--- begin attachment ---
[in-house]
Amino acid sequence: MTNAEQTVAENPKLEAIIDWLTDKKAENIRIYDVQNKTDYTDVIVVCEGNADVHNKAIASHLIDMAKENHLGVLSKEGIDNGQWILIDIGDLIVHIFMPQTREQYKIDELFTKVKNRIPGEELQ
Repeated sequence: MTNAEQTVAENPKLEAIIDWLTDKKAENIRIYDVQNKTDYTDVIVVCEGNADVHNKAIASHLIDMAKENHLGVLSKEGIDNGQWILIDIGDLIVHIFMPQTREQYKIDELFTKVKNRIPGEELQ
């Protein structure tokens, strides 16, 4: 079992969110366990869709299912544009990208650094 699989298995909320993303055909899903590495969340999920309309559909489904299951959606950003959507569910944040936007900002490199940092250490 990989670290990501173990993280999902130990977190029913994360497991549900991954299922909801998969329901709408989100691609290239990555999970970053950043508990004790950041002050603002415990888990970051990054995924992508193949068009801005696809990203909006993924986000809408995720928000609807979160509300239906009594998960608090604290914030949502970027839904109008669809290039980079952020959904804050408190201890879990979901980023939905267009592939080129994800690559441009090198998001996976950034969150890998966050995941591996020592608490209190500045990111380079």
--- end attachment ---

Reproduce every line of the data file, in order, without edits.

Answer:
[in-house]
Amino acid sequence: MTNAEQTVAENPKLEAIIDWLTDKKAENIRIYDVQNKTDYTDVIVVCEGNADVHNKAIASHLIDMAKENHLGVLSKEGIDNGQWILIDIGDLIVHIFMPQTREQYKIDELFTKVKNRIPGEELQ
Repeated sequence: MTNAEQTVAENPKLEAIIDWLTDKKAENIRIYDVQNKTDYTDVIVVCEGNADVHNKAIASHLIDMAKENHLGVLSKEGIDNGQWILIDIGDLIVHIFMPQTREQYKIDELFTKVKNRIPGEELQ
């Protein structure tokens, strides 16, 4: 079992969110366990869709299912544009990208650094 699989298995909320993303055909899903590495969340999920309309559909489904299951959606950003959507569910944040936007900002490199940092250490 990989670290990501173990993280999902130990977190029913994360497991549900991954299922909801998969329901709408989100691609290239990555999970970053950043508990004790950041002050603002415990888990970051990054995924992508193949068009801005696809990203909006993924986000809408995720928000609807979160509300239906009594998960608090604290914030949502970027839904109008669809290039980079952020959904804050408190201890879990979901980023939905267009592939080129994800690559441009090198998001996976950034969150890998966050995941591996020592608490209190500045990111380079």